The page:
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How Does Exercise Beat Stress?

Fitday Editor

Exercise not only shapes our bodies, it also shapes our minds. With the ability to calm, elevate mood and counter anxiety and depression, exercise is a valuable tool for combating stress. But how does it work?

Chemical Reactions

One of the most well-known ways that exercise provides mental benefit is through chemical reactions brought about in the brain. During exercise, the body's stress hormones, such as cortisol and adrenaline, are reduced, while endorphins, the body's natural painkillers, are stimulated. Endorphins have also been associated with providing a sense of euphoria, but according to the review article, "The Antidepressive Effects of Exercise," published in Sports Medicine, it is unclear if the endorphins are directly responsible for these feelings or if they simply block pain while allowing the pleasure chemicals, dopamine and serotonin, to be more apparent.

Brain Reconstruction and Resilience

Currently, the National Institutes of Mental Health are studying the effects of exercise on mice and results suggest that regular physical activity can actually reshape the brain circuitry involved with emotional processing while protecting against stress. Other studies, published in The Journal of Neuroscience and Behavioral Neuroscience, have found that brain-derived neurotrophic factor (BDNF), involved in protecting and producing neurons, was higher in active mice than in those who were sedentary. Additionally, the active mice developed new neurons that appeared to be more resilient; when faced with stress, they displayed more controlled reactions than the inactive mice.

Total Body Communication

The American Psychological Association describes the benefits of exercise as total body communication, "Biologically, exercise seems to give the body a chance to practice dealing with stress. It forces the body's physiological systems -- all of which are involved in the stress response -- to communicate much more closely than usual...And all of these are controlled by the central and sympathetic nervous systems, which also must communicate with each other. This workout of the body's communication system may be the true value of exercise..." By regularly activating these communication pathways, the better the body becomes at handling stress. The less often this happens, the less efficient the body is with coping.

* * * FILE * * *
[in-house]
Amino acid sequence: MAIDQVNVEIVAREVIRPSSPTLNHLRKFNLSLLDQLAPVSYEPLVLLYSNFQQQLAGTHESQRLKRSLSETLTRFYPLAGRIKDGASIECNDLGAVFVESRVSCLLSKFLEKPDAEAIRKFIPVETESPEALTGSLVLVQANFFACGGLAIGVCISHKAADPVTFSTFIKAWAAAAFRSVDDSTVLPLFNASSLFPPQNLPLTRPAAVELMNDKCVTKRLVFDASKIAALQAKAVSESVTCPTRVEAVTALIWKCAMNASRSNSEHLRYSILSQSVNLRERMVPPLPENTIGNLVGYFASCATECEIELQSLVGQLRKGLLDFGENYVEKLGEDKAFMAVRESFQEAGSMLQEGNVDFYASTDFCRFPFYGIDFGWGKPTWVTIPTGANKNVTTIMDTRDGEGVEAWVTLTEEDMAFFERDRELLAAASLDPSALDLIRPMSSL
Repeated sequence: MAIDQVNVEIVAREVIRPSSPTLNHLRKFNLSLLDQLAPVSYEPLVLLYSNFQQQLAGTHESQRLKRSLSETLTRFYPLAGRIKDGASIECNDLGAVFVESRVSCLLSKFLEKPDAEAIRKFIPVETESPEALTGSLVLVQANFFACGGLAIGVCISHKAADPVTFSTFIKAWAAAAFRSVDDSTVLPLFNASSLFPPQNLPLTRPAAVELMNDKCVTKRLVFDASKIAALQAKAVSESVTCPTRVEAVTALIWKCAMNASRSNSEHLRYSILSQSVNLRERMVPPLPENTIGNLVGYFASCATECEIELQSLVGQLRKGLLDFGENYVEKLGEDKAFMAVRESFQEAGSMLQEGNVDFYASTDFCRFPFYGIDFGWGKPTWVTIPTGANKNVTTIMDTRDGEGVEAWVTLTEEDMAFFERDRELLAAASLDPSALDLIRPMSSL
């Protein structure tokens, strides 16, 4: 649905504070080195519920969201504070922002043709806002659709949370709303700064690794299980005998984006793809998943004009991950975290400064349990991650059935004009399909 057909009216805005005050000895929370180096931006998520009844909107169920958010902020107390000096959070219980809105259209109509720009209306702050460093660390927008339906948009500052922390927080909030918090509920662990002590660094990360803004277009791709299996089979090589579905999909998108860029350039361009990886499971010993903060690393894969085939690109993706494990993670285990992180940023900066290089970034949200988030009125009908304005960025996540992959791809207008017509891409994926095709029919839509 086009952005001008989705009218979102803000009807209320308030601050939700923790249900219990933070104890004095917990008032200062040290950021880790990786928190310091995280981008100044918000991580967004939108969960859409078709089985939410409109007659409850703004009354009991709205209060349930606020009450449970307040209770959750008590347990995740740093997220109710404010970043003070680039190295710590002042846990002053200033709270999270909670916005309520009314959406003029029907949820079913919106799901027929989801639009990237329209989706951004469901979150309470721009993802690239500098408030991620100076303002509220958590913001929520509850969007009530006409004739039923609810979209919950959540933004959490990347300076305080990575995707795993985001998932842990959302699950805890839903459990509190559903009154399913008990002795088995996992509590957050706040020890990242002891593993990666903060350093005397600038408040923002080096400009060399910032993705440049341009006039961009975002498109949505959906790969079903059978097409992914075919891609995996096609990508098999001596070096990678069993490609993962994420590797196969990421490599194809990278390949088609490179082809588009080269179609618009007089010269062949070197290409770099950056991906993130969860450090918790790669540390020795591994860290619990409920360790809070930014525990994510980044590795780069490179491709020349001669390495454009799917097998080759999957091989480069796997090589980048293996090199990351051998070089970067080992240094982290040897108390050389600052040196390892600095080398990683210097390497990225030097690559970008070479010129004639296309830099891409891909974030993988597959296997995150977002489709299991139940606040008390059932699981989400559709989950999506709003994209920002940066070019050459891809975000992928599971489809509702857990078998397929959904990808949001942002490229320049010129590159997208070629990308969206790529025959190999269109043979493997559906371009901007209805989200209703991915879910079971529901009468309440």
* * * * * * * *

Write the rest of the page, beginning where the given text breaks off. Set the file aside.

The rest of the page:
Improved Overall Well Being

By performing regular physical activity, the body typically becomes healthier and stronger which can reduce stress associated with other health issues that may be worsened, or brought on, by inactivity. Lost work and lost wages, doctor's visits, and expensive medications can lead to worry, insomnia, and irritability. According to Harvard University Health Publications, during the stress response, mind and body can amplify each other's distress signals, creating a vicious cycle.

Although they can work against each other, the mind and body are also capable of working together to provide tremendous benefits. Regular exercise provides improved health, better sleep, and more energy. This can lead to improved self-confidence and a sense of command over body and life, which can help an individual feel more equipped and confident when faced with stress.

Whether it's a needed escape, meditation or playtime, exercise can provide a way to get away from it all, either in solitude or with friends or family. Harvard University Health Publications state, "...when your body is busy, your mind will be distracted from the worries of daily life and will be free to think creatively."


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Mandy Seay is a bilingual registered and licensed dietitian who holds both a bachelor's degree in nutrition and in journalism. After gaining 30 pounds while living abroad, Mandy worked to lose the weight and regain her health. It was here that she discovered her passion for nutrition and went on to pursue a career as a dietitian. Mandy currently works as a nutrition consultant and freelance writer in Austin, Texas, where she specializes in diabetes, weight management and general and preventive nutrition. She recently published her first book, Your Best Health, a personalized program to losing weight and gaining a healthy lifestyle. Please visit Mandy's website at

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